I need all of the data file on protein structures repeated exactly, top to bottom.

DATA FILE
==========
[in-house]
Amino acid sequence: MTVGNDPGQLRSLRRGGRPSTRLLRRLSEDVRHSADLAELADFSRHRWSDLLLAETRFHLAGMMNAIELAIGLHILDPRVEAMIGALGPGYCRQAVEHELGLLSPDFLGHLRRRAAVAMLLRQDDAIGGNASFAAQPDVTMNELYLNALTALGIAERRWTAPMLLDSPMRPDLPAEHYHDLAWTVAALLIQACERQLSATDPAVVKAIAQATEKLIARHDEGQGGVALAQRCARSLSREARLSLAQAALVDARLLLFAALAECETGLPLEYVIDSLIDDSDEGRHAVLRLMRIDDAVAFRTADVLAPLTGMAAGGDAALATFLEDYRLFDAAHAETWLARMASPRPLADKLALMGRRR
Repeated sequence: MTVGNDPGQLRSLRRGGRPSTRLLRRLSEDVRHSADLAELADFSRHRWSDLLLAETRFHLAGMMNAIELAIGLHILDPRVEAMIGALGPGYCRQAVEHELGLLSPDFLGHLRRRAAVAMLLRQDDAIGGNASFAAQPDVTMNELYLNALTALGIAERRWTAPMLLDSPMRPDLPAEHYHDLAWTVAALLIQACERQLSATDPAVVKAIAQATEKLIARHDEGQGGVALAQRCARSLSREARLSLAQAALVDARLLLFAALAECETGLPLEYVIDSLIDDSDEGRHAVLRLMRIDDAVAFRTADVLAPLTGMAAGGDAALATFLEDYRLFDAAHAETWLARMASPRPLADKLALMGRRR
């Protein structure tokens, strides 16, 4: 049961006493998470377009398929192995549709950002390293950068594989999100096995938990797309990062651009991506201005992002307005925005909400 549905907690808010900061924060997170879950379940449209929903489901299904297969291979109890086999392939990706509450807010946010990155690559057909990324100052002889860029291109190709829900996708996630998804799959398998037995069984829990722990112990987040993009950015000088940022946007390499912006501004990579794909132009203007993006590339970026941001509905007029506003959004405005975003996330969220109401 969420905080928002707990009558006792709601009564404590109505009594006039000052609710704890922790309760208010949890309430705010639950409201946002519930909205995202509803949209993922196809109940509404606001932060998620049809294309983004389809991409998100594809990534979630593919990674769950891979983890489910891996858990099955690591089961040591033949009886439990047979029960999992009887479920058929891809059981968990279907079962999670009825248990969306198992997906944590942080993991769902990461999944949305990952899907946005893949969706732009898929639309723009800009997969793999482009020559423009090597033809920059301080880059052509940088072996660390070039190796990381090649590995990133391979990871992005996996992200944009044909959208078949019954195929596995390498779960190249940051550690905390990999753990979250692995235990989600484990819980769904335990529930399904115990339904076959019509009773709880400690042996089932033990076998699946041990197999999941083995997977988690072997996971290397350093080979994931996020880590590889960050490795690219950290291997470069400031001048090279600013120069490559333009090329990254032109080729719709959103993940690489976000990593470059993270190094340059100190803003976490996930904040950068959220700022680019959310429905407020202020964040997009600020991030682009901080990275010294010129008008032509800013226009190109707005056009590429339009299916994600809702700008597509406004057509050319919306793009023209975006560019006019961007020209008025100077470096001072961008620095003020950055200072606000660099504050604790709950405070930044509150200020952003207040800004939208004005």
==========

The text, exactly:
[in-house]
Amino acid sequence: MTVGNDPGQLRSLRRGGRPSTRLLRRLSEDVRHSADLAELADFSRHRWSDLLLAETRFHLAGMMNAIELAIGLHILDPRVEAMIGALGPGYCRQAVEHELGLLSPDFLGHLRRRAAVAMLLRQDDAIGGNASFAAQPDVTMNELYLNALTALGIAERRWTAPMLLDSPMRPDLPAEHYHDLAWTVAALLIQACERQLSATDPAVVKAIAQATEKLIARHDEGQGGVALAQRCARSLSREARLSLAQAALVDARLLLFAALAECETGLPLEYVIDSLIDDSDEGRHAVLRLMRIDDAVAFRTADVLAPLTGMAAGGDAALATFLEDYRLFDAAHAETWLARMASPRPLADKLALMGRRR
Repeated sequence: MTVGNDPGQLRSLRRGGRPSTRLLRRLSEDVRHSADLAELADFSRHRWSDLLLAETRFHLAGMMNAIELAIGLHILDPRVEAMIGALGPGYCRQAVEHELGLLSPDFLGHLRRRAAVAMLLRQDDAIGGNASFAAQPDVTMNELYLNALTALGIAERRWTAPMLLDSPMRPDLPAEHYHDLAWTVAALLIQACERQLSATDPAVVKAIAQATEKLIARHDEGQGGVALAQRCARSLSREARLSLAQAALVDARLLLFAALAECETGLPLEYVIDSLIDDSDEGRHAVLRLMRIDDAVAFRTADVLAPLTGMAAGGDAALATFLEDYRLFDAAHAETWLARMASPRPLADKLALMGRRR
């Protein structure tokens, strides 16, 4: 049961006493998470377009398929192995549709950002390293950068594989999100096995938990797309990062651009991506201005992002307005925005909400 549905907690808010900061924060997170879950379940449209929903489901299904297969291979109890086999392939990706509450807010946010990155690559057909990324100052002889860029291109190709829900996708996630998804799959398998037995069984829990722990112990987040993009950015000088940022946007390499912006501004990579794909132009203007993006590339970026941001509905007029506003959004405005975003996330969220109401 969420905080928002707990009558006792709601009564404590109505009594006039000052609710704890922790309760208010949890309430705010639950409201946002519930909205995202509803949209993922196809109940509404606001932060998620049809294309983004389809991409998100594809990534979630593919990674769950891979983890489910891996858990099955690591089961040591033949009886439990047979029960999992009887479920058929891809059981968990279907079962999670009825248990969306198992997906944590942080993991769902990461999944949305990952899907946005893949969706732009898929639309723009800009997969793999482009020559423009090597033809920059301080880059052509940088072996660390070039190796990381090649590995990133391979990871992005996996992200944009044909959208078949019954195929596995390498779960190249940051550690905390990999753990979250692995235990989600484990819980769904335990529930399904115990339904076959019509009773709880400690042996089932033990076998699946041990197999999941083995997977988690072997996971290397350093080979994931996020880590590889960050490795690219950290291997470069400031001048090279600013120069490559333009090329990254032109080729719709959103993940690489976000990593470059993270190094340059100190803003976490996930904040950068959220700022680019959310429905407020202020964040997009600020991030682009901080990275010294010129008008032509800013226009190109707005056009590429339009299916994600809702700008597509406004057509050319919306793009023209975006560019006019961007020209008025100077470096001072961008620095003020950055200072606000660099504050604790709950405070930044509150200020952003207040800004939208004005």